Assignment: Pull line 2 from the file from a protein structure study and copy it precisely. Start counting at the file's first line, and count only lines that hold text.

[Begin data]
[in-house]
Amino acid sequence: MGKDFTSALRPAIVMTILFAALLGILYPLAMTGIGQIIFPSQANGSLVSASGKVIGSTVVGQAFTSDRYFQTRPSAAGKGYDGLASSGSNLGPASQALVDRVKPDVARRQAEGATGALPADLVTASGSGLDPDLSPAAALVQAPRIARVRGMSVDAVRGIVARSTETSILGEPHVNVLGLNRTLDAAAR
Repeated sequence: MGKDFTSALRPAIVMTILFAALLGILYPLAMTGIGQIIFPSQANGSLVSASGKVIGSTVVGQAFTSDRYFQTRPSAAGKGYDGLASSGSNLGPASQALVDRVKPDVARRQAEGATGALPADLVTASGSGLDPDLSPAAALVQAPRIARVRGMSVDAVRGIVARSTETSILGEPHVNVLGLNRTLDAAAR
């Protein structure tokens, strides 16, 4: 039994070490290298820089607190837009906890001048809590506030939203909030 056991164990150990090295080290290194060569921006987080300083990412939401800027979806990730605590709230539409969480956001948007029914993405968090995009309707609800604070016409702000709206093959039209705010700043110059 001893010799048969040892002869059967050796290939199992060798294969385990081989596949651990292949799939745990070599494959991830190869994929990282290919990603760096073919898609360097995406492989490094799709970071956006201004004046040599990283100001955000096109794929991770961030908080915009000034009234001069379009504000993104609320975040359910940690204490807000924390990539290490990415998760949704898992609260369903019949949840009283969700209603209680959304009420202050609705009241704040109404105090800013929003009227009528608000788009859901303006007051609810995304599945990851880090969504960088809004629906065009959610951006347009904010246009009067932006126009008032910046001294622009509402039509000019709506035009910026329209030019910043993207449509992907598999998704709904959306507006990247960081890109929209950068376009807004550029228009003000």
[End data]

Amino acid sequence: MGKDFTSALRPAIVMTILFAALLGILYPLAMTGIGQIIFPSQANGSLVSASGKVIGSTVVGQAFTSDRYFQTRPSAAGKGYDGLASSGSNLGPASQALVDRVKPDVARRQAEGATGALPADLVTASGSGLDPDLSPAAALVQAPRIARVRGMSVDAVRGIVARSTETSILGEPHVNVLGLNRTLDAAAR